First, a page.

The Port of Los Angeles is moving forward with its Terminal Island Railyard Enhancement Project to optimize on-dock rail operations and improve the flow of cargo throughout the harbour complex.
The Harbor Commission formally approved the project’s Final Initial Study/Mitigated Negative Declaration in early October, concluding the environmental review process. The port is currently preparing the final design, with the construction contract award expected by June 2020 and project completion by early 2022.
The port received a US$21.6 million grant from the California Transportation Commission under the Road Repair and Accountability Act’s Trade Corridor Enhancement Program in May 2018 for the US$34 million project, and will self-fund the remaining US$12.4 million.
“Maximizing our rail network is vital to operating America’s cleanest, most competitive seaport,” said Jaime Lee, president of the Los Angeles Harbor Commission. “The economic and environmental benefits extend to our customers, neighbours, regional transportation system and our nation. We appreciate the US$21 million grant from the Trade Corridor Enhancement Program that will fund a significant portion of this project.”
According to the port, the project will add more than 31,000 linear feet of track to an existing intermodal rail storage yard on Terminal Island, expanding the number of storage tracks from six to 11. The project will increase capacity and use of the Pier 400 on-dock railyard by up to 525,000 TEUs annually, which represents approximately 10% more capacity for the Port of Los Angeles. The enhancement will also reduce truck trips, tailpipe emissions and congestion on local streets and freeways, thereby improving roadway safety.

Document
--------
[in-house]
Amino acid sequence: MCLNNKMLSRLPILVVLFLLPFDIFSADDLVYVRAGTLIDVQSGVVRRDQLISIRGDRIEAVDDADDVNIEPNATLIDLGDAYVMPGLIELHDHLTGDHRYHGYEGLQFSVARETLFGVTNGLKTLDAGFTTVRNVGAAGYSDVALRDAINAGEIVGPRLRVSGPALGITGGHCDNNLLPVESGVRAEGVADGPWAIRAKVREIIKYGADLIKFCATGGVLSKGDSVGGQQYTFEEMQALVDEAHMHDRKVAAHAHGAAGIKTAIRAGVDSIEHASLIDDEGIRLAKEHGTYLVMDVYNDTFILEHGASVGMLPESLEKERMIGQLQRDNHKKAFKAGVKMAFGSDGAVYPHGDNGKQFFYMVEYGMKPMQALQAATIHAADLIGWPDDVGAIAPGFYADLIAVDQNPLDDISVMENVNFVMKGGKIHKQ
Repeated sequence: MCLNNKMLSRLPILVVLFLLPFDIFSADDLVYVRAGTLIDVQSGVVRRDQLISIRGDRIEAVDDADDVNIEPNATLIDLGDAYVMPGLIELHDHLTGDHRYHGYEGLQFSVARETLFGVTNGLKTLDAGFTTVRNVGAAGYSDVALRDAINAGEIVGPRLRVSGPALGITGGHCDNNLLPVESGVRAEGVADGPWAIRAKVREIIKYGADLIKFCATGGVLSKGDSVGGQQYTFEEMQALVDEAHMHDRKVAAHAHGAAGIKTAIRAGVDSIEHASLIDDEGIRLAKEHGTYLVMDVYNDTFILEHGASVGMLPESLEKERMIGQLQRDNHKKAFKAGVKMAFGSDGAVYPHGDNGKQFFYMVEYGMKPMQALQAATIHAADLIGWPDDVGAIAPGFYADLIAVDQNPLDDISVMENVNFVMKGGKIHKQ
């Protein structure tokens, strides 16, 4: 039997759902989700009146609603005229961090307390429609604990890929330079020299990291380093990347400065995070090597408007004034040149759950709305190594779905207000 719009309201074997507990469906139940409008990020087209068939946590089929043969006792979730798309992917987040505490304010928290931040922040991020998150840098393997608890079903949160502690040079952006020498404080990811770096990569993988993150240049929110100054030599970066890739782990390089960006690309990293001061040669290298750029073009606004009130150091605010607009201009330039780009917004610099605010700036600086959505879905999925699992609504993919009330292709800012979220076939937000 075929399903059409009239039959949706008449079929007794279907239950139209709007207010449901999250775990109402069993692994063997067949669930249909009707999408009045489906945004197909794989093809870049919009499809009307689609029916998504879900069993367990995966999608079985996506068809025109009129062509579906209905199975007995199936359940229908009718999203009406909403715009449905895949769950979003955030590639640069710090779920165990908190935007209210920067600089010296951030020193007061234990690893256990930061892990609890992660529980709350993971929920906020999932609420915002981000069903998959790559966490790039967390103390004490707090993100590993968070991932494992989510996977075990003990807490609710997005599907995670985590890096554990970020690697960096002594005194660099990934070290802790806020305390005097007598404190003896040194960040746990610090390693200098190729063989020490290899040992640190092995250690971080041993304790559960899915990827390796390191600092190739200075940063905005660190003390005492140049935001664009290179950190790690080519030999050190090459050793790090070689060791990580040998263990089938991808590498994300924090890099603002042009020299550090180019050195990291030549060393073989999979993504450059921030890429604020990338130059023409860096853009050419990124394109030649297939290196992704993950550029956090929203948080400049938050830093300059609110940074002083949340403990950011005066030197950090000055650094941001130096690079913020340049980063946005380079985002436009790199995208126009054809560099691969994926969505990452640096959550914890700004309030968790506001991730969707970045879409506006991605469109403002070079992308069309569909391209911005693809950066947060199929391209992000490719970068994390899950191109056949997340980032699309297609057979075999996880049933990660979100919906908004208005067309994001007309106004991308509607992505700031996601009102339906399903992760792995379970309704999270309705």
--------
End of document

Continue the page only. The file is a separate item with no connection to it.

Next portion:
“Expanding this railyard creates a ripple effect of intermodal efficiencies within the Port of Los Angeles and throughout the entire San Pedro Bay port complex,” said Gene Seroka, executive director of the Port of Los Angeles. “It is a key element of regional and state transportation plans to improve safety and traffic conditions along some of our nation’s most crowded commuter and freight corridors.”
As a result of increasing on-dock capacity at Pier 400, the project will free up capacity at another major storage and staging yard located on Terminal Island, thus improving overall rail operations throughout the ports of Los Angeles and Long Beach. The project is a critical link between the San Pedro Bay port complex and the Alameda Corridor, which carries about 11% of all waterborne containers entering and exiting the United States.
The Port of Los Angeles also received a grant for the Alameda Corridor Southern Terminus Gap Closure project, which will add a double-track segment between the on-dock railyards serving the TraPac and West Basin container terminals, creating a safer, more direct connection to the Alameda Corridor.
Both rail projects support California’s larger sustainable freight and mobility goals. They also meet federal and state grant requirements for major transportation projects to improve air quality, spur job growth, ease congestion and benefit disadvantaged and low-income communities, according to the Port of Los Angeles.